The bolt that holds the America's Cup to a table in the New York Yacht Club on West 44th Street was loosened a bit last week by a white boat with a funny-looking keel. In four races, one of which was not completed, Australia II, Ben Lexcen's revolutionary 12-meter yacht, light, fast, maneuverable, stable and, in light air, virtually invulnerable, had proved two things: that she's faster than Liberty, the U.S. Cup defender, and that she has made all other existing Twelves obsolete. Now all she has to do to take the America's Cup away from the U.S. for the first time in the trophy's 132-year history is win three more races.
Australia II handicapped herself severely by losing the first two races of the America's Cup four-out-of-seven series because of a combination of tactical errors, two major mechanical breakdowns and Liberty Skipper Dennis Conner's vast skill as a 12-meter sailor. It all began on Tuesday, Sept. 13, when The Big Question—how fast is fast enough?—was to be answered at last. As it turned out, Day I was a bust—but, Newport being what it is. the bust was spectacular. The morning was clear and warm, and a light breeze of approximately eight knots was blowing out of the north as a spectator fleet of at least 1,500 boats formed a three-mile-long semicircle behind the starting area, 7.8 miles southeast of the mouth of Narragansett Bay. It was as large a gathering of boats as even the most grizzled America's Cup observers could remember. Three-masted schooners lined up next to multimillion-dollar floating palaces. Ketches, yawls, sloops and cutters bobbed about in the wakes of several hundred runabouts, and the destroyer U.S.S. Edson loomed menacingly in the near distance, her guns trained, some said, on Australia II, just in case. Overhead, a dozen or so camera-bearing helicopters circled like a squadron of dragonflies, and the Goodyear blimp hung over the gaudy scene like a fat silver sausage.
Shortly before noon a course was set, and Liberty and Australia II entered the starting area to begin the circling maneuvers that someone once labeled "the mating dance of the lead-bottomed money gobblers." But then the wind shifted sharply to the east, and with two minutes remaining until the starting gun, a postponement flag was raised on Black Knight, the N.Y.Y.C.'s race committee boat. For almost two hours the huge fleet rolled around in a chop of its own making, while the race committee waited for the shifty wind to settle on a direction so another course could be set. Conner took Liberty on a short but hair-raising jaunt through the spectator fleet to kill time, and finally, at 1:50, the international code flags went up on Black Knight, signaling a new course 56 degrees farther east.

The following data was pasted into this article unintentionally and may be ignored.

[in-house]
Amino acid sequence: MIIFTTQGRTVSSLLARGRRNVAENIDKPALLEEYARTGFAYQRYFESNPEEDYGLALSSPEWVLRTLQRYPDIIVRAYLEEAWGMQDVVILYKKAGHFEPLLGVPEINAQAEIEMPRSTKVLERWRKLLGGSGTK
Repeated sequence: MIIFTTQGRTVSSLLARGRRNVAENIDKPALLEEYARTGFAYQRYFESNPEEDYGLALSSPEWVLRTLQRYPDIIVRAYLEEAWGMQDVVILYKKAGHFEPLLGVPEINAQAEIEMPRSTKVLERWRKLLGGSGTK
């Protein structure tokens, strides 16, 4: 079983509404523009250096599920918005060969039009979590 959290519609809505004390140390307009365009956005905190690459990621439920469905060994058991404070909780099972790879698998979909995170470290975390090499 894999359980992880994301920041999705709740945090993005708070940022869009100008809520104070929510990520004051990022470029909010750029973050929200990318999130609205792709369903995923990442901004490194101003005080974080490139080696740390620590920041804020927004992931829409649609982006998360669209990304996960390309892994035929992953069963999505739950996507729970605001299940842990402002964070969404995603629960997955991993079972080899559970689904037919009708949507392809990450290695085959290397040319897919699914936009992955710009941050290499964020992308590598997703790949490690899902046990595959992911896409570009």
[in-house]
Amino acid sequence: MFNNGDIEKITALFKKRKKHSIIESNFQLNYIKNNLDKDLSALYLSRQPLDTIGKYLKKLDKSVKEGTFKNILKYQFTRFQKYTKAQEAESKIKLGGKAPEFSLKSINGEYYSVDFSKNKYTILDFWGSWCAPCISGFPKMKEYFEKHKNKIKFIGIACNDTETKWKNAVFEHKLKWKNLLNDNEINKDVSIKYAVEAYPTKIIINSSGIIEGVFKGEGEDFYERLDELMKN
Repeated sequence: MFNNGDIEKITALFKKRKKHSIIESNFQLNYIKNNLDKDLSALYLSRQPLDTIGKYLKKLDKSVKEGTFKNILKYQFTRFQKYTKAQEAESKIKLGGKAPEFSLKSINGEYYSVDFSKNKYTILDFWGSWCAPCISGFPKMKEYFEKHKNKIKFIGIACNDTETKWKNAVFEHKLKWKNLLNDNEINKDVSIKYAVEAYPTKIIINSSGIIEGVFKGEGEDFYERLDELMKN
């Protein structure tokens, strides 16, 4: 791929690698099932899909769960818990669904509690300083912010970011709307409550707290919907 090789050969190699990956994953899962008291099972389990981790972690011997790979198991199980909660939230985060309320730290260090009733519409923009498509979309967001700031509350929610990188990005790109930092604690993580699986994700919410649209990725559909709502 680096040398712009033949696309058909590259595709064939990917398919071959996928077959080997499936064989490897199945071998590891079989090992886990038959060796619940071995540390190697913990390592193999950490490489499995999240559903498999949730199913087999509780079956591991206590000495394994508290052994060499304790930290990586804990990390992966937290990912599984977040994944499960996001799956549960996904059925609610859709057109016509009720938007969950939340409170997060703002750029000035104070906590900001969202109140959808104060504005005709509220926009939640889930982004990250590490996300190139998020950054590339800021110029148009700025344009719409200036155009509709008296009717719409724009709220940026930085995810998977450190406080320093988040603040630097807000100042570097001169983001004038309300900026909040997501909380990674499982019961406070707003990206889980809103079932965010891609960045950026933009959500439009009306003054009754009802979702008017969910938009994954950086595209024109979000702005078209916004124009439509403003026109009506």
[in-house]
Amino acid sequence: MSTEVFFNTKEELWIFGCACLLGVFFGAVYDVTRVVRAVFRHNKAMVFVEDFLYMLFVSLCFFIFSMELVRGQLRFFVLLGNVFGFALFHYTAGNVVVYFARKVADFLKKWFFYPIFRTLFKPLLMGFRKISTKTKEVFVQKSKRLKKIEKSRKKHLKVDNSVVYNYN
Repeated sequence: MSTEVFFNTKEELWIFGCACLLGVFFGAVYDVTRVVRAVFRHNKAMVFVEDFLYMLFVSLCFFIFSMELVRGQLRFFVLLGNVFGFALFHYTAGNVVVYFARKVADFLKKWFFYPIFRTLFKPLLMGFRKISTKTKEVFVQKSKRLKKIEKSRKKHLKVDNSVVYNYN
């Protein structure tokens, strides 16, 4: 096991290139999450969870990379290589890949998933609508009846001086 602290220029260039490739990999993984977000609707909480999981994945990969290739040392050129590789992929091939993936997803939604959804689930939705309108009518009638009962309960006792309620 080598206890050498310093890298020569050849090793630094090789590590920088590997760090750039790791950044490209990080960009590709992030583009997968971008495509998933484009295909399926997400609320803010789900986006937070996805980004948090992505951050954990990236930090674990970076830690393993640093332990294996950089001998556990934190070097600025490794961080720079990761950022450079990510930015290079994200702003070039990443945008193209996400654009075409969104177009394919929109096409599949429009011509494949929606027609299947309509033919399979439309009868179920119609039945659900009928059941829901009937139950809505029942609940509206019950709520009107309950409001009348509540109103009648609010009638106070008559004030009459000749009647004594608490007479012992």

The starting maneuvers began again. but once more the wind shifted. With Australia II in the commanding position and 1½ minutes left before the gun, the day's racing was canceled.
Day 1A dawned cold and leaden with an 18-knot wind blowing out of the north-east. The dark-gray sea reflected a dark-gray sky, and three-to five-foot waves had cut the spectator fleet by half. This time the race got off on schedule. At 12:10 p.m. Liberty and Australia II crossed the line, both on starboard tack and separated by only three seconds. Australia II crossed first, but Liberty had won the preferred right side of the line, the side of the course usually favored by the wind shifts on Rhode Island Sound.
After eight minutes, when the two boats crossed tacks for the first time, Australia II had the lead, but nine minutes later, at the next crossing, Liberty was narrowly in front. The two were, in fact, so close that Australia II had to bear off slightly to clear Liberty's stern. A quarter of a mile from the first mark, Australia II took the lead again and rounded the buoy eight seconds in front. The matchup may have been an apple against an orange, as someone had suggested, referring to the wonderful things Australia II's radical keel might do for her, but it was a matchup that clearly was going to provide some juicy racing. Australia II was proving herself no slouch in heavy air and seas, conditions in which she had previously been considered vulnerable. Maybe.